Relationships of CBR and Insect Resistance and Yield Among Progenies of a CBR-Resistant x Insect-Resistant Cross¹

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The potential for the development of large-seeded, highyielding virginia-type peanuts (Arachis hypogaea L.) with resistance to Cylindrocladium black rot (CBR) and three insects was examined. Forty randomly selected F2 families in F5 generation from a cross of the CBR-resistant germplasm NC 3033 and the cultivar NC 6 were evaluated for yield, fruit traits, and resistance to CBR, thrips (Frankliniella fusca Hinds), corn earworm (Heliothis zea Bodie) and potato leafhopper (Empoasca fabae Harris). Significant differences were found among families for all traits measured except corn earworm damage and number of seed. Transgressive segregation was observed for six of the nine traits measured. Heritabilities were high for pod length, pod weight, and seed weight; moderate for pod yield, CBR resistance, thrips and potato leafhopper damage and low for corn earworm damage. Large negative genotypic correlations were found between CBR resistance (percent dead and diseased plants) and traits indicative of insect resistance. Genotypic correlations between percent dead and diseased plants and yield and fruit traits were large and positive. Based on the predicted response in the other unselected traits when selection is for one trait, selection for increased CBR resistance should result in lines with decreased insect resistance, pod size and weight, seed weight, and yield. These data suggest that unfavorable linkages or pleiotropy among these traits may exist that would prevent selection of desirable genotypes from this cross.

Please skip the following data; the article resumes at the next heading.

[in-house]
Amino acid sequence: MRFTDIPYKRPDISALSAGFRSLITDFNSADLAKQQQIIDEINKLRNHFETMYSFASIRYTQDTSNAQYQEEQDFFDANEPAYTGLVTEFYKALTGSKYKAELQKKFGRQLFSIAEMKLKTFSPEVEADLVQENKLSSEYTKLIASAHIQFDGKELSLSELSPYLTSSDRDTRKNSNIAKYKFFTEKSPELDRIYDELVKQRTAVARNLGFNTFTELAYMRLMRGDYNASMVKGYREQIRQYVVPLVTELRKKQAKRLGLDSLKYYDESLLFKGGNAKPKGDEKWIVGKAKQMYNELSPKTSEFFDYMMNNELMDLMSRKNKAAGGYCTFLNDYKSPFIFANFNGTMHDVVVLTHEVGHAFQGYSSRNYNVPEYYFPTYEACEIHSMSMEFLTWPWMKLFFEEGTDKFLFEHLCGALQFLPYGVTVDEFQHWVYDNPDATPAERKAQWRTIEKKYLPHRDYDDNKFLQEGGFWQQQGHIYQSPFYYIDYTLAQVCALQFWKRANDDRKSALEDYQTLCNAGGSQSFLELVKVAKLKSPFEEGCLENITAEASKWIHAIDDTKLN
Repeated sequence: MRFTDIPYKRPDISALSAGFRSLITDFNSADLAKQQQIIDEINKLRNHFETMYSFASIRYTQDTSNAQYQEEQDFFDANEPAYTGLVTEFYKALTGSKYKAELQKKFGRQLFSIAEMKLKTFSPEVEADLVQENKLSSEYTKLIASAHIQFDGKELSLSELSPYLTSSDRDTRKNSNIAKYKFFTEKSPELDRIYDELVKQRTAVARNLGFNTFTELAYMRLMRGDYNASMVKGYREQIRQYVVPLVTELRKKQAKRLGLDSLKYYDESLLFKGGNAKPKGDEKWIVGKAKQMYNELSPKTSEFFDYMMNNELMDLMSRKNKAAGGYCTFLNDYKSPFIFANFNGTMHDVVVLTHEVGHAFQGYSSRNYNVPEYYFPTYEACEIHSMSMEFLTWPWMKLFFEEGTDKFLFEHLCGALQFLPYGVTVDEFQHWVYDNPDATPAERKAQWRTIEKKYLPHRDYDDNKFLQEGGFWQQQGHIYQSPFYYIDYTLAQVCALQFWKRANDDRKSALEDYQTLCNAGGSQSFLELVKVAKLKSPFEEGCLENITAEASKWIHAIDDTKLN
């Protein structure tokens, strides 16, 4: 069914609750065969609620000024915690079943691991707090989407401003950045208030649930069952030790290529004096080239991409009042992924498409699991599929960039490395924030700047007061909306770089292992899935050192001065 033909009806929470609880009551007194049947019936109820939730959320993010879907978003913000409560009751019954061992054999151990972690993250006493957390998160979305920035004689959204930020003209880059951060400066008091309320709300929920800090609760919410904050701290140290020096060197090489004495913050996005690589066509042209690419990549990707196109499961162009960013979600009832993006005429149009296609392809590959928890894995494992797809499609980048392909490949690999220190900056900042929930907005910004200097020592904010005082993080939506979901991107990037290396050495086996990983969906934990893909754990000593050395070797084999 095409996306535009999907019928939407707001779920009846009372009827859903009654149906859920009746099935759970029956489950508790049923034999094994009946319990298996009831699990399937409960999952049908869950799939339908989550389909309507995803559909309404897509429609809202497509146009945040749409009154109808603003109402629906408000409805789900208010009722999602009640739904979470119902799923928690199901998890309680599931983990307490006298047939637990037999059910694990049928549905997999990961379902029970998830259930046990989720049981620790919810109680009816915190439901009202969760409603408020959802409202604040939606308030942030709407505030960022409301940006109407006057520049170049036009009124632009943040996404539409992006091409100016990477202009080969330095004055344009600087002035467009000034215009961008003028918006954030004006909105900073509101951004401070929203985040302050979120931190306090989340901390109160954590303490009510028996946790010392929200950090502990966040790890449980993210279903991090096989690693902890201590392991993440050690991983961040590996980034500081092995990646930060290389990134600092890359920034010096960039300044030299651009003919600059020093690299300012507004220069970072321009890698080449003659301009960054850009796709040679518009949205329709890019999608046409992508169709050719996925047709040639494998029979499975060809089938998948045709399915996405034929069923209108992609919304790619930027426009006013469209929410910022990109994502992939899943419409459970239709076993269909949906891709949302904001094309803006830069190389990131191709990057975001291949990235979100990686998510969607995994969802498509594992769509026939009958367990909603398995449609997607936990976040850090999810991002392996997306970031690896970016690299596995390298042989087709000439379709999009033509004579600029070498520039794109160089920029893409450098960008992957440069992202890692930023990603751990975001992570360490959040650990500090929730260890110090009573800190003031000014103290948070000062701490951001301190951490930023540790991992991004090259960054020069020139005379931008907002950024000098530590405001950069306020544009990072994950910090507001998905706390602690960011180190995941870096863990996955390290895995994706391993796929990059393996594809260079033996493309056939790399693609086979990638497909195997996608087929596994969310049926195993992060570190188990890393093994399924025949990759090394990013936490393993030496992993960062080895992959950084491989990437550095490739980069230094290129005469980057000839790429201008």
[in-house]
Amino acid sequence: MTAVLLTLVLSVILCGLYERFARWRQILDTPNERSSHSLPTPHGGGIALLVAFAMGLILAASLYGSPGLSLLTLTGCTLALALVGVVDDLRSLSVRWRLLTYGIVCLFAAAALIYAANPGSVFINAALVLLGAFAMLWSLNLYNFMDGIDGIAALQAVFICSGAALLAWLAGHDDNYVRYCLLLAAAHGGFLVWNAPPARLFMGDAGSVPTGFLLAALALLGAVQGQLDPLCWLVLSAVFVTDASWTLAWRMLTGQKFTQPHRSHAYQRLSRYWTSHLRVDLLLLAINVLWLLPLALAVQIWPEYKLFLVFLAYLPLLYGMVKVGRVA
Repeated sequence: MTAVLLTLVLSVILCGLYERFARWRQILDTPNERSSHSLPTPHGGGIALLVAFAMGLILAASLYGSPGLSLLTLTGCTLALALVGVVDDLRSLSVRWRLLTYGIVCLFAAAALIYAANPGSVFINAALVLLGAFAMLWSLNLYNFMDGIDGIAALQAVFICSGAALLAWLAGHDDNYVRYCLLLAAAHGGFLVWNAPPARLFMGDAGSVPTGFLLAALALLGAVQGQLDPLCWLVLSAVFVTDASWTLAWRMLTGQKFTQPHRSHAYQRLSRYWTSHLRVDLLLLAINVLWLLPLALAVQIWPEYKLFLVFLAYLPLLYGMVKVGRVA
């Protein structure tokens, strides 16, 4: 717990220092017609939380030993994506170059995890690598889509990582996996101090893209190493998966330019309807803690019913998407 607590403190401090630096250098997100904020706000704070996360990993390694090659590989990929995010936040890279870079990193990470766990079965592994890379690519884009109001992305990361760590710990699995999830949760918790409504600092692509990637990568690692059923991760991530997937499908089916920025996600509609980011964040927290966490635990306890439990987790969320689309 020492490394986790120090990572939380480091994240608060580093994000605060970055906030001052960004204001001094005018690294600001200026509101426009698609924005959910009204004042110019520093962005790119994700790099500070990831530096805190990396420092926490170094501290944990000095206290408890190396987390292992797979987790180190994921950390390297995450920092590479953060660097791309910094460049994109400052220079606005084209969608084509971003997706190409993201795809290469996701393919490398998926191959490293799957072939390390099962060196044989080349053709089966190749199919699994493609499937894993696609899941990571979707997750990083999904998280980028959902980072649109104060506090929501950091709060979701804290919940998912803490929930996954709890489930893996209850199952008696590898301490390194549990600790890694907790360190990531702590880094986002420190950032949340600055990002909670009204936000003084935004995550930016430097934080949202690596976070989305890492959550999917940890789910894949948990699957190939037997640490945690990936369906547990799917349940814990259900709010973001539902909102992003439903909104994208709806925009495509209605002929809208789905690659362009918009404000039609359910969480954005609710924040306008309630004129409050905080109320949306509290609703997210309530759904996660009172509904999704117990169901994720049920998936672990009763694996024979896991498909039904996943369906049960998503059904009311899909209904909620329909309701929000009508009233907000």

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Keywords: Arachis hypogaea, heritability, genotypic correlations, thrips, potato leafhopper, corn earworm, Cylindrocladium crotalariae.

How to Cite: Green, C. , Wynne, J. , Beute, M. & Campbell, W. (1983) “Relationships of CBR and Insect Resistance and Yield Among Progenies of a CBR-Resistant x Insect-Resistant Cross¹”, Peanut Science. 10(2). doi:

Author Notes

1Paper No. 8821 of the Journal Series of the North Carolina Agricultural Research Service, Raleigh, NC 27650.